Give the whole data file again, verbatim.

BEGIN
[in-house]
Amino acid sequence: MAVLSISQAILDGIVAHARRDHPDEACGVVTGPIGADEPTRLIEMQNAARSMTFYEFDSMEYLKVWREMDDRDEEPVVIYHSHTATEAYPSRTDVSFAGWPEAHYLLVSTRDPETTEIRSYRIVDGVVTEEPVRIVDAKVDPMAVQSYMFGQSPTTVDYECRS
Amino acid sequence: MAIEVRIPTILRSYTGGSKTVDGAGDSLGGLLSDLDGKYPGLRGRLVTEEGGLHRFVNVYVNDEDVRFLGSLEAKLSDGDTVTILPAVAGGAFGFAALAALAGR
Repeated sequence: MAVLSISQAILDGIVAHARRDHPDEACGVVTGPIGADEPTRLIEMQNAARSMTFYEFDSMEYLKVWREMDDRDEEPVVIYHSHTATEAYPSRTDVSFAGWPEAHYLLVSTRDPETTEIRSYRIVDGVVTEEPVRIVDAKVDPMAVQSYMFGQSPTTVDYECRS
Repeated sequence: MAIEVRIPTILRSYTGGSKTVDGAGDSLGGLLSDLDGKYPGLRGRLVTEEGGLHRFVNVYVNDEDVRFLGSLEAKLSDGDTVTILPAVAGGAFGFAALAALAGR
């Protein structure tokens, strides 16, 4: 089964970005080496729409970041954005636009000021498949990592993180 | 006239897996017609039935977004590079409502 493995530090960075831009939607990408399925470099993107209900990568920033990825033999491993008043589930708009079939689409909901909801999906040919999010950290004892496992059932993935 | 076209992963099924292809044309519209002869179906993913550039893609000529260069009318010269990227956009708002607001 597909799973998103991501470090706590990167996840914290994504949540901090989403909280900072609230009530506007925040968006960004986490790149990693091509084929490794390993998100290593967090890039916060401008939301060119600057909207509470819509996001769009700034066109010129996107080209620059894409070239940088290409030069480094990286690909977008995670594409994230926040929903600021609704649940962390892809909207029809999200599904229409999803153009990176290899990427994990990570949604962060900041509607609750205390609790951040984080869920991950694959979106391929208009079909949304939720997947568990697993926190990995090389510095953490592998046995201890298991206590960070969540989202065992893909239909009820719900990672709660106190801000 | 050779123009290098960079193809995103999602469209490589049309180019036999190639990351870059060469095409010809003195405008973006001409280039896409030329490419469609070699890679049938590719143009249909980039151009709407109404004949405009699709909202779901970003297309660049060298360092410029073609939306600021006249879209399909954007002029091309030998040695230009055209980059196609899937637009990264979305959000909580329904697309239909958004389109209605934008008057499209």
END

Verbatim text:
[in-house]
Amino acid sequence: MAVLSISQAILDGIVAHARRDHPDEACGVVTGPIGADEPTRLIEMQNAARSMTFYEFDSMEYLKVWREMDDRDEEPVVIYHSHTATEAYPSRTDVSFAGWPEAHYLLVSTRDPETTEIRSYRIVDGVVTEEPVRIVDAKVDPMAVQSYMFGQSPTTVDYECRS
Amino acid sequence: MAIEVRIPTILRSYTGGSKTVDGAGDSLGGLLSDLDGKYPGLRGRLVTEEGGLHRFVNVYVNDEDVRFLGSLEAKLSDGDTVTILPAVAGGAFGFAALAALAGR
Repeated sequence: MAVLSISQAILDGIVAHARRDHPDEACGVVTGPIGADEPTRLIEMQNAARSMTFYEFDSMEYLKVWREMDDRDEEPVVIYHSHTATEAYPSRTDVSFAGWPEAHYLLVSTRDPETTEIRSYRIVDGVVTEEPVRIVDAKVDPMAVQSYMFGQSPTTVDYECRS
Repeated sequence: MAIEVRIPTILRSYTGGSKTVDGAGDSLGGLLSDLDGKYPGLRGRLVTEEGGLHRFVNVYVNDEDVRFLGSLEAKLSDGDTVTILPAVAGGAFGFAALAALAGR
């Protein structure tokens, strides 16, 4: 089964970005080496729409970041954005636009000021498949990592993180 | 006239897996017609039935977004590079409502 493995530090960075831009939607990408399925470099993107209900990568920033990825033999491993008043589930708009079939689409909901909801999906040919999010950290004892496992059932993935 | 076209992963099924292809044309519209002869179906993913550039893609000529260069009318010269990227956009708002607001 597909799973998103991501470090706590990167996840914290994504949540901090989403909280900072609230009530506007925040968006960004986490790149990693091509084929490794390993998100290593967090890039916060401008939301060119600057909207509470819509996001769009700034066109010129996107080209620059894409070239940088290409030069480094990286690909977008995670594409994230926040929903600021609704649940962390892809909207029809999200599904229409999803153009990176290899990427994990990570949604962060900041509607609750205390609790951040984080869920991950694959979106391929208009079909949304939720997947568990697993926190990995090389510095953490592998046995201890298991206590960070969540989202065992893909239909009820719900990672709660106190801000 | 050779123009290098960079193809995103999602469209490589049309180019036999190639990351870059060469095409010809003195405008973006001409280039896409030329490419469609070699890679049938590719143009249909980039151009709407109404004949405009699709909202779901970003297309660049060298360092410029073609939306600021006249879209399909954007002029091309030998040695230009055209980059196609899937637009990264979305959000909580329904697309239909958004389109209605934008008057499209």